Advertisement

DAN NEIL RUMBLE SEAT

Honda Fit: A dorky beauty

August 22, 2008|DAN NEIL

Honda is the guy selling umbrellas on the corner when it starts to rain. The lady selling flowers when you're late for an anniversary dinner. The vendor selling fire extinguishers when your underwear bursts into flames.

Shrewdly anticipating the utterly obvious and inevitable, Honda was ready for the recent surge in gas prices in all ways but one: It didn't have enough cars on the lot. Honda has had the highest U.S. fleet average fuel efficiency for the last 15 years and has, with admirable restraint, avoided stuffing gas-aholic V-8s into the trim little noses of its cars.

So when people started panicking about fuel prices this year, there were the brightly lit and cheerful Honda dealerships, arising like Homer's rosy-fingered dawn. I went by my local Honda store a month ago and it looked like it was hosting a cockfight.

The company's hottest product is the Fit, a small, modest, lumpen prole of a car that just happens to be one of the best-engineered vehicles on the planet. It tells us something fundamental about the changing tastes of the American market that Fit sales are up 73% this year, while you couldn't give a Cadillac Escalade away if you filled it with mermaids.

Honda has basically sold out of the 2008 model-year Fits and is rushing the new, redesigned 2009 models to dealerships now, a month earlier than planned. Honda projects that Fit sales in the U.S. will be around 85,000 units this year. I shudder to think how hard management is caning those poor devils at the plant in Suzuka, Japan, where U.S.-bound Fits are made.

The brief: The Fit is a subcompact hatchback, in the same aquarium with minnows such as the Nissan Versa, Scion xD and Suzuki SX4 Wagon. The base price for the 2009 Honda is $15,220 (including delivery) -- $600 more than the 2008 model. The top-shelf Fit, the Sport model with navigation and stability control, will sell for $18,760. And -- here it is, drum roll please -- the fuel economy is 35 miles per gallon highway, 28 mpg city for the base model, according to the Environmental Protection Agency. The Sport won't do quite as well, with 27/33 mpg, city/highway. That's what bigger wheels and tires (rolling resistance) and spoilers and side sills (aero resistance) will do for you.

After spending a day test-driving a 2009 Fit Sport in and around Malibu and Pacific Palisades, I can report that the new Fit is slightly larger, vastly stiffer, noticeably more quiet and comfortable, and every bit as dorky-looking as the previous edition. Honestly, this thing couldn't get a date for the prom with duct tape and a burlap sack. But that's part of its counterintuitive charm.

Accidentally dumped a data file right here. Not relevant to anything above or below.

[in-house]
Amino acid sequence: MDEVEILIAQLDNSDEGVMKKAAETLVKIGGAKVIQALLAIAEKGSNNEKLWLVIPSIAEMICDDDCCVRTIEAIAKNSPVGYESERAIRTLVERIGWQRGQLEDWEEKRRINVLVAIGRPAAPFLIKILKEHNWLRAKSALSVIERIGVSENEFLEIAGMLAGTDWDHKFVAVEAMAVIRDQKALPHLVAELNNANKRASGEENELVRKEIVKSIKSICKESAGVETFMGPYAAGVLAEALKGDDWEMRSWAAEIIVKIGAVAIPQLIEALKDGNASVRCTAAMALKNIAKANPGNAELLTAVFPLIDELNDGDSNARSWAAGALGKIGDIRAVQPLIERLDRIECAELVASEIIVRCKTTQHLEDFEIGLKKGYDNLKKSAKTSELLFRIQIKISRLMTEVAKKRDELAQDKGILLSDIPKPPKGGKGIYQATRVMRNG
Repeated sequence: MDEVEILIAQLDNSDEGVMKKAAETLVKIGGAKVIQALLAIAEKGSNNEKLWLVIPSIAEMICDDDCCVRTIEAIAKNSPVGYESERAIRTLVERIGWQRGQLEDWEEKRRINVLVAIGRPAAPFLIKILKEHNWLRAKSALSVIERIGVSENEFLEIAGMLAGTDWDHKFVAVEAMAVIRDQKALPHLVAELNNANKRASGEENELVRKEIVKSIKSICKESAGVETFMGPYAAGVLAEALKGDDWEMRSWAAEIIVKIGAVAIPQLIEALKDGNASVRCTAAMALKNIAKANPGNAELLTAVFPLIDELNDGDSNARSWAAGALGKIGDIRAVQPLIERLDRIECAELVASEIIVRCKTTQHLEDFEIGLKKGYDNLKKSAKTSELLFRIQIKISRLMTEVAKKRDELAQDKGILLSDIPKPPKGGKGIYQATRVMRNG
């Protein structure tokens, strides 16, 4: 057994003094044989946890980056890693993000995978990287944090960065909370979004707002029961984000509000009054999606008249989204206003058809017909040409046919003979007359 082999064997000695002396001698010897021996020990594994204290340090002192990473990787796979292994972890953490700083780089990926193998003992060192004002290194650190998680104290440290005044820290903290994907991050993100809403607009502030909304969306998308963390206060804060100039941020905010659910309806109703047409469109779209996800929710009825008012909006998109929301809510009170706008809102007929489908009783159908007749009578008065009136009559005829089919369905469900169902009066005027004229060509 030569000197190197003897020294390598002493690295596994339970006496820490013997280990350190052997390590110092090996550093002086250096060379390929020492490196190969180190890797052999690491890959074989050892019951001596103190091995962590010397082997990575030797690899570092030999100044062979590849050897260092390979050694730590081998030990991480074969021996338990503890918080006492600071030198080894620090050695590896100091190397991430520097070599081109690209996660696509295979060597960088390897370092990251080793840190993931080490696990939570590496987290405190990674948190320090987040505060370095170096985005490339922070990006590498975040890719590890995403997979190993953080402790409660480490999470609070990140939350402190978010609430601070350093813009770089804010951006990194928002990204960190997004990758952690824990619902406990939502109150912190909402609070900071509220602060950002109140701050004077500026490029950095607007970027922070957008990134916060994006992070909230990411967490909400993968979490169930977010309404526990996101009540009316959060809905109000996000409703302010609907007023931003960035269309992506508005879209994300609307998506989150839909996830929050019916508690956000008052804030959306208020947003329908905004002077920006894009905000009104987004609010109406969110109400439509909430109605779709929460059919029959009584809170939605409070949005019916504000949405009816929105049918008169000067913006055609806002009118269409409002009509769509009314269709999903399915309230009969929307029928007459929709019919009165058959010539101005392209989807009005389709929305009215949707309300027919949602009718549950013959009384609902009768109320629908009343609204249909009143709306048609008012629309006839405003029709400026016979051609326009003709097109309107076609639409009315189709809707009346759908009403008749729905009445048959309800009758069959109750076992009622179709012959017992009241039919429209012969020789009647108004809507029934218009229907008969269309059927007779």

I will say one thing for the looks. In the engineers' desire to give the Fit "Man-Maximum" ergonomics -- their phrase -- they have expanded the forward cabin area and raked the front window like the futuristic Honda Clarity fuel-cell car. It's cool. Also, by raising the headliner height, slimming the A pillars and enlarging the quarter windows, the designers have increased the outward visibility by 10%.

What's that all mean? The vibe from the cockpit is open, unoppressed and glassine, a luxury of dimension in what is really a very small car.

When the Fit appeared in the U.S. in 2006 (it was already selling well in Japan), Honda rhapsodized about the car's "Magic Seat," which sounds like an endowed chair at Hogwarts but is actually the clever, multi-position rear seat mechanisms. These have evolved somewhat. Now, thanks to new flip-down headrests, the rear seat backs can be folded flat with just a turn of a latch, even if the front seats are pushed all the way back (i.e., you don't have to remove the rear headrests).

The 2009 car's additional millimeters of wheelbase translate directly to rear knee and leg room. I'm 6-foot-1, and I had no trouble moving from the driver's seat to occupy the left rear seat, what's called "sitting behind myself."

The Fit's rear seat bottom still flips up vertically against the rear seat back to allow stowage of tall items, such as plants and bikes, up to 50 inches in height. Even with the rear seats upright, the Fit's rear cargo space still measures a huge 20.6 cubic feet.

As for driving, the Fit has the metabolism and genetic code of all Hondas: well made, well tuned, well sorted, invested with the lifeblood of a thousand nameless Japanese engineers suffering from acute insomnia. Nothing is casually decided in a Honda, nothing is temporized. Some number-haunted wretch has agonized over every yen and millimeter of these cars. I love that.

The little four-cylinder pepper grinder under the hood (a 1.5-liter dual-stage VTEC) is keen and eager and completely floggable.

Peak horsepower comes at mezzo-soprano range (6,600 rpm), and peak torque (106 pound-feet) arrives at 4,800 rpm. Fits come with either a five-speed manual or a five-speed automatic transmission with paddle-shifters behind the steering wheel. The steering is quick, the brakes are powerful.

Advertisement
Los Angeles Times Articles
|
|
|